Investigation/Establishing the Facts

For the Capability and Sickness Absence Procedure

The nature and extent of an investigation will depend on the specific circumstances of the case and whether the facts are disputed or clear and the seriousness of the matter. Often in relation to sickness and capability issues, an investigation can simply be the gathering of the facts relating to an individual’s health situation/performance and the previous in/formal management processes undertaken within the capability or sickness procedures to address concerns/support them. (Whilst in other instances, for example a complicated disciplinary case an investigation may require the planned and systematic gathering of data, interviewing of relevant witnesses and analysing relevant documents/records/policies before reaching a decision as to whether a formal hearing should be convened.

Whatever the case all explorations of the facts/investigations should be undertaken promptly, and in a sensitive, confidential manner.

One mechanism that may be relevant in some sickness absences cases to support the exploration of the situation is the use of a case management meeting. The can be an effective means of supporting a co-ordinated approach, to discuss and make decisions about a range of issues affecting an employee with ill health/disability or capability issues, including the identification of potential ways forward/action plans. Such an approach may involve a number of relevant parties e.g. Workplace Health & Wellbeing, Counselling, Health & Safety, Human Resources etc.

Factors/Issues that may be considered when establishing the facts of a case, before proceeding to a sickness capability hearing, depending upon the circumstances of the case (not exhaustive):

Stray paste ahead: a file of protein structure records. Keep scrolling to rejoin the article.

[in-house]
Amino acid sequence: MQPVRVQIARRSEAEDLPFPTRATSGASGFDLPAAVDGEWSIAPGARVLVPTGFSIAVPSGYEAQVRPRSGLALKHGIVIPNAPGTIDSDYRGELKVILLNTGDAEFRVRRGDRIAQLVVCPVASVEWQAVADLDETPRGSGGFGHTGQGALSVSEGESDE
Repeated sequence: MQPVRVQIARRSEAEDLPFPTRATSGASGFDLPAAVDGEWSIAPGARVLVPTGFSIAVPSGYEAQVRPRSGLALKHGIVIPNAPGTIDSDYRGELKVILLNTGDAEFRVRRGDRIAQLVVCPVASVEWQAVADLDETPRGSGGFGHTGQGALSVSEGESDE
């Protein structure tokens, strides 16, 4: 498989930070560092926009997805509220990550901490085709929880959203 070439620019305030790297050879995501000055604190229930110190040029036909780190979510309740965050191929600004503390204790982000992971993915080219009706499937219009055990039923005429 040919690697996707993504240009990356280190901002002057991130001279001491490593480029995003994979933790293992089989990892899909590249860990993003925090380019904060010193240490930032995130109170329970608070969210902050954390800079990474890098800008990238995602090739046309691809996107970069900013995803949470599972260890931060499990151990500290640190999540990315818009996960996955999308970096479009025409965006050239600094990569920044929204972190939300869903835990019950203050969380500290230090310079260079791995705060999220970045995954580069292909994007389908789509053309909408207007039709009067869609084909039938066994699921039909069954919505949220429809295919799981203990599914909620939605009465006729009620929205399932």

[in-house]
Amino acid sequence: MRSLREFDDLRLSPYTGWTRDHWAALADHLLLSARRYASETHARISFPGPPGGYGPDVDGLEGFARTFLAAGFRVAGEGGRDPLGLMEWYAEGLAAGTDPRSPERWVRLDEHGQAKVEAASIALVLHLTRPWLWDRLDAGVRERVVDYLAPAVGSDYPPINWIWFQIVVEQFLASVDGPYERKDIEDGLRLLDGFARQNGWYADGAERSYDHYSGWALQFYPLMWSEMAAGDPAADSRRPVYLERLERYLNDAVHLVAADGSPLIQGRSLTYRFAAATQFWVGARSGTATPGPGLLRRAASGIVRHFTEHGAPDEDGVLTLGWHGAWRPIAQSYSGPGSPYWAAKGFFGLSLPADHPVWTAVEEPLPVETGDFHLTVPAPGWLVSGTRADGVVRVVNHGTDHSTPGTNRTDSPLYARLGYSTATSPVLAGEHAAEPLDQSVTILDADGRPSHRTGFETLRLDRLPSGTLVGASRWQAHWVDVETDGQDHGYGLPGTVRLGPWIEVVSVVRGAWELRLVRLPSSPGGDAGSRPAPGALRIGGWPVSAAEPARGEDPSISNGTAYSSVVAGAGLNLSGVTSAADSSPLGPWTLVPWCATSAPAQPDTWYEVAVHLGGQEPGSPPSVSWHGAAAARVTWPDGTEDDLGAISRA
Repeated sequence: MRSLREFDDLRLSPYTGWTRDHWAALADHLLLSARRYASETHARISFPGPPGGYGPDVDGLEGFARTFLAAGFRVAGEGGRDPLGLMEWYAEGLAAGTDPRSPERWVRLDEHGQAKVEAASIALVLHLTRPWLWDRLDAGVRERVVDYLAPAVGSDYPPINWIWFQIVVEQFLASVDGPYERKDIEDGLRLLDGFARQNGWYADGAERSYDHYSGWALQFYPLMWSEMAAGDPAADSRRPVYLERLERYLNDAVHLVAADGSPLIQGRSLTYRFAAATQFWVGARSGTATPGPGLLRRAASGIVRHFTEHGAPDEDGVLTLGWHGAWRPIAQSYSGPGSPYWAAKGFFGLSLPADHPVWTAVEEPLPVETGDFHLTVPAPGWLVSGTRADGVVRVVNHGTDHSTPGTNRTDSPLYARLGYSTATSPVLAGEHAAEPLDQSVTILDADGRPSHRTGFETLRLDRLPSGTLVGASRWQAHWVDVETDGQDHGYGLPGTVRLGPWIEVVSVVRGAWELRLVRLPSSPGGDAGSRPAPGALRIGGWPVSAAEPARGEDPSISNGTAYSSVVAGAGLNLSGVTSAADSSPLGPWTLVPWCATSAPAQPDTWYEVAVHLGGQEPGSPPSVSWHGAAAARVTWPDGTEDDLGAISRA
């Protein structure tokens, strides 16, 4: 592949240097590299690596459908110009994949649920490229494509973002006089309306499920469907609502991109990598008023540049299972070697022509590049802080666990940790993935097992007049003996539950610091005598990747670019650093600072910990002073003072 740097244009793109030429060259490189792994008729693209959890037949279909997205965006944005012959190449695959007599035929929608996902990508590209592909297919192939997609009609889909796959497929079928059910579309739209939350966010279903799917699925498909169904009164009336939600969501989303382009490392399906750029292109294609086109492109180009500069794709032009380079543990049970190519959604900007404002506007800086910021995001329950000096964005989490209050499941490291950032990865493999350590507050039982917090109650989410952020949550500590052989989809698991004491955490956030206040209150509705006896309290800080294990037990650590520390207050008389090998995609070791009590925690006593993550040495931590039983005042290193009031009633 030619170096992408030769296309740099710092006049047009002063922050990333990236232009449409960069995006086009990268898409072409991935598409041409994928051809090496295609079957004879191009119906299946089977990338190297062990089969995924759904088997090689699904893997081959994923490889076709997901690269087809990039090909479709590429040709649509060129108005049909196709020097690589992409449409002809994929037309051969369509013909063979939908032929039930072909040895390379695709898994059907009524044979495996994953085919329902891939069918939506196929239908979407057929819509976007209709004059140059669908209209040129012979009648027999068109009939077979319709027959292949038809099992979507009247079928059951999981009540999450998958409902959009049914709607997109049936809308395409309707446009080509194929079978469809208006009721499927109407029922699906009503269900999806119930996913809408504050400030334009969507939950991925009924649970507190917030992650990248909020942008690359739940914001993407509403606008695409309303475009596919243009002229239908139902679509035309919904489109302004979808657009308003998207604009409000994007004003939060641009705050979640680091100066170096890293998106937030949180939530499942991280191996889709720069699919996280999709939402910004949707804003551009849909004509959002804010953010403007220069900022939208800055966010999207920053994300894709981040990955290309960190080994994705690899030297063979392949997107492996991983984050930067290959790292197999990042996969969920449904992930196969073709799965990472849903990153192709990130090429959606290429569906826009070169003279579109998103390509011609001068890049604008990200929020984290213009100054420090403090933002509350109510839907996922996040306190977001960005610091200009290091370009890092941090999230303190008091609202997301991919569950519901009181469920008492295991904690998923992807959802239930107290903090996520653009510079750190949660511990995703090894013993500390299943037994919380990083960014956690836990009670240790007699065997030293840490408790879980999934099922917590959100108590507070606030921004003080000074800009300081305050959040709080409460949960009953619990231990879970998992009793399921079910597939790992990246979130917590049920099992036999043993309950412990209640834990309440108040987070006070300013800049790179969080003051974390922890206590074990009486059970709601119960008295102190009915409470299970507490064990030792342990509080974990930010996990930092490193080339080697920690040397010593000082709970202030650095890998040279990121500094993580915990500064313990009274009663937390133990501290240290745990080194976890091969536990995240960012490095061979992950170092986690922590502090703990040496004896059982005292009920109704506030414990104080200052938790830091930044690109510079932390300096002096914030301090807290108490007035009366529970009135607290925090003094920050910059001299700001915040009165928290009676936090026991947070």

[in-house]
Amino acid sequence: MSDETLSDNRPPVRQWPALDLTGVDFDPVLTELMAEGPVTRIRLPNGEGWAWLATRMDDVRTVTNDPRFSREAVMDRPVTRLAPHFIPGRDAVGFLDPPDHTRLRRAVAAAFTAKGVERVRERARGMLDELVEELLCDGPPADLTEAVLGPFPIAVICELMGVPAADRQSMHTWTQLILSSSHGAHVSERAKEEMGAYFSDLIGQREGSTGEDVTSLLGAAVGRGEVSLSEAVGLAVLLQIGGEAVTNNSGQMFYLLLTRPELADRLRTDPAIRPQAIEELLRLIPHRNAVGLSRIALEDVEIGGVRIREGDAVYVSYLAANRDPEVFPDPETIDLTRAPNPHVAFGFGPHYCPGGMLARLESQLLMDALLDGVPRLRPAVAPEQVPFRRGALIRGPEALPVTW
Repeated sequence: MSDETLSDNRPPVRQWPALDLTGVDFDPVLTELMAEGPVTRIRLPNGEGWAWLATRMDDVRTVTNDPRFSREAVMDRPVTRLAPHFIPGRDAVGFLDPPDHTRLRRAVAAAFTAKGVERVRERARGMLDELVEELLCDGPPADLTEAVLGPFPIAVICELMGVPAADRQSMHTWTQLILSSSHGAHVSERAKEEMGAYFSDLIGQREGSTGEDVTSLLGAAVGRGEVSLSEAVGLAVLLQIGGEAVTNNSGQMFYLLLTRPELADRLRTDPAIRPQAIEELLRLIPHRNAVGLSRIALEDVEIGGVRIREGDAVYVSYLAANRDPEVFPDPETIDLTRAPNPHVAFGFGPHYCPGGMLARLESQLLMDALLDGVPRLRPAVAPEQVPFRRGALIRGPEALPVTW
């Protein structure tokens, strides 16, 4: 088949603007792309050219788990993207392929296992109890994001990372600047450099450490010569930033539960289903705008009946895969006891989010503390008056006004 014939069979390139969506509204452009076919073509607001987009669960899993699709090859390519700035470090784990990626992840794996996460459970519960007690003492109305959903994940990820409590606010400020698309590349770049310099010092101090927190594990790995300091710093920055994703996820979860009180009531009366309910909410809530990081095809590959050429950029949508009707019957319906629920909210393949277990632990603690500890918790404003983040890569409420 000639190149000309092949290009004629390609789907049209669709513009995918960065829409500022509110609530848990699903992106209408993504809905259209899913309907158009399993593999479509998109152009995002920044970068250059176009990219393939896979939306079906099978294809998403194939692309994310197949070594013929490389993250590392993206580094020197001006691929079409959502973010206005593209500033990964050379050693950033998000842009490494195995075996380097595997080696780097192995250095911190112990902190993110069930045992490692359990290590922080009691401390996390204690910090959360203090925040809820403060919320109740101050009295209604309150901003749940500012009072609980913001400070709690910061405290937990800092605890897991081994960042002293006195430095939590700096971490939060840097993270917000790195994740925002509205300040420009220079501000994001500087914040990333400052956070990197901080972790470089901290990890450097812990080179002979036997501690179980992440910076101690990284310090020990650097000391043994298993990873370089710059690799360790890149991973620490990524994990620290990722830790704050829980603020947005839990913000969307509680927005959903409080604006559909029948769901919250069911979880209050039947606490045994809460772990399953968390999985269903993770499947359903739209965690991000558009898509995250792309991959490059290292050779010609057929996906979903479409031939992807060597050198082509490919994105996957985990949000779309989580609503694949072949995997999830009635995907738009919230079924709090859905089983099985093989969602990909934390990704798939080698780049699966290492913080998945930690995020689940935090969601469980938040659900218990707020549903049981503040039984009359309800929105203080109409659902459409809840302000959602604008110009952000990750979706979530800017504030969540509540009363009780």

• the outcome of the case management meeting (if relevant);
  • the nature of the illness and any medical information available;
  • the likely length of the continuing absence or the extent of the adhoc or unpredictable nature of the ability to attend work;
  • the need to have the work done that the employee is engaged to do;
  • the impact on the service area;
  • the impact of the absence(s) on other employees;
  • what reasonable adjustments have been considered and their impact;
  • the relevance/feasibility of other potential options e.g. Ill Health Retirement, redeployment etc;
  • our responsibilities under the Equality Act;
  • any other relevant circumstances; and
  • if/how the department can continue to cope with the employee's absence/intermittent or unpredictable attendance.

It may also involve meeting with the employee (and their representative) to ensure that any other relevant factors and personal circumstances are taken into account.

Factors that may be considered in relation to performance capability could include (not exhaustive):

  • Information previously provided to the individual to ensure they understood what was expected of them
  • Action taken to ensure the staff member aware of concerns/expectations
  • Reasonable support offered/implemented
  • Any special circumstances/mitigating information